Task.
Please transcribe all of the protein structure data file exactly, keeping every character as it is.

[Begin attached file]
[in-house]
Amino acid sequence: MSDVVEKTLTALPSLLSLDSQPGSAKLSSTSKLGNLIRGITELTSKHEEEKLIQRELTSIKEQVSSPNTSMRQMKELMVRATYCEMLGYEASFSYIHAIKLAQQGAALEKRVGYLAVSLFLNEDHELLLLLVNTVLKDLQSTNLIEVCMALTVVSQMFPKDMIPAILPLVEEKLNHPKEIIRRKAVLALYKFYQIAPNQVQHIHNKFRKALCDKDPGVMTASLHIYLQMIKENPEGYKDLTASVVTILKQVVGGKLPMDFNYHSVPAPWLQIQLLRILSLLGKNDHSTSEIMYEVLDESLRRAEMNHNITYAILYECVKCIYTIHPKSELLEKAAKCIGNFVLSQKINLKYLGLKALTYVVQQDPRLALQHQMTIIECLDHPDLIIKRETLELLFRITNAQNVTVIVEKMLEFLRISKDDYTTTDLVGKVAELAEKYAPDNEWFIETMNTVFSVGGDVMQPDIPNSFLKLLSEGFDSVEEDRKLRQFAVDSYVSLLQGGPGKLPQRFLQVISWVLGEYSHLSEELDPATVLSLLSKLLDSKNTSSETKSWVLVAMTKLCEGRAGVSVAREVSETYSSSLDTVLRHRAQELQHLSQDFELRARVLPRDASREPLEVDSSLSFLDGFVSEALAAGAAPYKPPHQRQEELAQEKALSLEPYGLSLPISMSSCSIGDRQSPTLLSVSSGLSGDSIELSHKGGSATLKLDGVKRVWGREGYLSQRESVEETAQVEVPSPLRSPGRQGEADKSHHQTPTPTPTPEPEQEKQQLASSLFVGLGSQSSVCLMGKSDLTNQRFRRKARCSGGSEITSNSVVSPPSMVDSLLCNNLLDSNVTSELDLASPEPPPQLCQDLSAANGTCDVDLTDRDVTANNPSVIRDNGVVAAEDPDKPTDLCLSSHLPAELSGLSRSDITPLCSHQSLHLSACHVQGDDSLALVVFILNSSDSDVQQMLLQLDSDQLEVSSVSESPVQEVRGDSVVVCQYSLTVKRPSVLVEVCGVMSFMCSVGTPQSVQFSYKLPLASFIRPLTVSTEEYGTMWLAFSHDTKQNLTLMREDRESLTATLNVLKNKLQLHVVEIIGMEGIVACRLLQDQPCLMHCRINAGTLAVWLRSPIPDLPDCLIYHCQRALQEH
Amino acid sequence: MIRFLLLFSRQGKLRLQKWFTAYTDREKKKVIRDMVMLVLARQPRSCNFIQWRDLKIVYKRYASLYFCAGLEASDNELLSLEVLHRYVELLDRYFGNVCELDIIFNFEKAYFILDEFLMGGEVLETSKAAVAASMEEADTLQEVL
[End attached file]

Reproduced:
[in-house]
Amino acid sequence: MSDVVEKTLTALPSLLSLDSQPGSAKLSSTSKLGNLIRGITELTSKHEEEKLIQRELTSIKEQVSSPNTSMRQMKELMVRATYCEMLGYEASFSYIHAIKLAQQGAALEKRVGYLAVSLFLNEDHELLLLLVNTVLKDLQSTNLIEVCMALTVVSQMFPKDMIPAILPLVEEKLNHPKEIIRRKAVLALYKFYQIAPNQVQHIHNKFRKALCDKDPGVMTASLHIYLQMIKENPEGYKDLTASVVTILKQVVGGKLPMDFNYHSVPAPWLQIQLLRILSLLGKNDHSTSEIMYEVLDESLRRAEMNHNITYAILYECVKCIYTIHPKSELLEKAAKCIGNFVLSQKINLKYLGLKALTYVVQQDPRLALQHQMTIIECLDHPDLIIKRETLELLFRITNAQNVTVIVEKMLEFLRISKDDYTTTDLVGKVAELAEKYAPDNEWFIETMNTVFSVGGDVMQPDIPNSFLKLLSEGFDSVEEDRKLRQFAVDSYVSLLQGGPGKLPQRFLQVISWVLGEYSHLSEELDPATVLSLLSKLLDSKNTSSETKSWVLVAMTKLCEGRAGVSVAREVSETYSSSLDTVLRHRAQELQHLSQDFELRARVLPRDASREPLEVDSSLSFLDGFVSEALAAGAAPYKPPHQRQEELAQEKALSLEPYGLSLPISMSSCSIGDRQSPTLLSVSSGLSGDSIELSHKGGSATLKLDGVKRVWGREGYLSQRESVEETAQVEVPSPLRSPGRQGEADKSHHQTPTPTPTPEPEQEKQQLASSLFVGLGSQSSVCLMGKSDLTNQRFRRKARCSGGSEITSNSVVSPPSMVDSLLCNNLLDSNVTSELDLASPEPPPQLCQDLSAANGTCDVDLTDRDVTANNPSVIRDNGVVAAEDPDKPTDLCLSSHLPAELSGLSRSDITPLCSHQSLHLSACHVQGDDSLALVVFILNSSDSDVQQMLLQLDSDQLEVSSVSESPVQEVRGDSVVVCQYSLTVKRPSVLVEVCGVMSFMCSVGTPQSVQFSYKLPLASFIRPLTVSTEEYGTMWLAFSHDTKQNLTLMREDRESLTATLNVLKNKLQLHVVEIIGMEGIVACRLLQDQPCLMHCRINAGTLAVWLRSPIPDLPDCLIYHCQRALQEH
Amino acid sequence: MIRFLLLFSRQGKLRLQKWFTAYTDREKKKVIRDMVMLVLARQPRSCNFIQWRDLKIVYKRYASLYFCAGLEASDNELLSLEVLHRYVELLDRYFGNVCELDIIFNFEKAYFILDEFLMGGEVLETSKAAVAASMEEADTLQEVL